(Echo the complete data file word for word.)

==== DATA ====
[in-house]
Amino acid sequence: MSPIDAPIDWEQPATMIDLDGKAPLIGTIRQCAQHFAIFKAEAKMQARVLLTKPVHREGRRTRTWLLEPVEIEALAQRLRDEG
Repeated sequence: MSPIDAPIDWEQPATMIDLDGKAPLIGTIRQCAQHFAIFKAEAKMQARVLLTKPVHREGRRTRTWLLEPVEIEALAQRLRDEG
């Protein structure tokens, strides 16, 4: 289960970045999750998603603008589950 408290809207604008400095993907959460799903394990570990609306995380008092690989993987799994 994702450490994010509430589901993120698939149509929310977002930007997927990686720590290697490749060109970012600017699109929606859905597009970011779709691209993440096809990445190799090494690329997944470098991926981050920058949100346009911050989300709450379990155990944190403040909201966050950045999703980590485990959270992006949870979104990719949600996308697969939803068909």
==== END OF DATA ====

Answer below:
[in-house]
Amino acid sequence: MSPIDAPIDWEQPATMIDLDGKAPLIGTIRQCAQHFAIFKAEAKMQARVLLTKPVHREGRRTRTWLLEPVEIEALAQRLRDEG
Repeated sequence: MSPIDAPIDWEQPATMIDLDGKAPLIGTIRQCAQHFAIFKAEAKMQARVLLTKPVHREGRRTRTWLLEPVEIEALAQRLRDEG
């Protein structure tokens, strides 16, 4: 289960970045999750998603603008589950 408290809207604008400095993907959460799903394990570990609306995380008092690989993987799994 994702450490994010509430589901993120698939149509929310977002930007997927990686720590290697490749060109970012600017699109929606859905597009970011779709691209993440096809990445190799090494690329997944470098991926981050920058949100346009911050989300709450379990155990944190403040909201966050950045999703980590485990959270992006949870979104990719949600996308697969939803068909």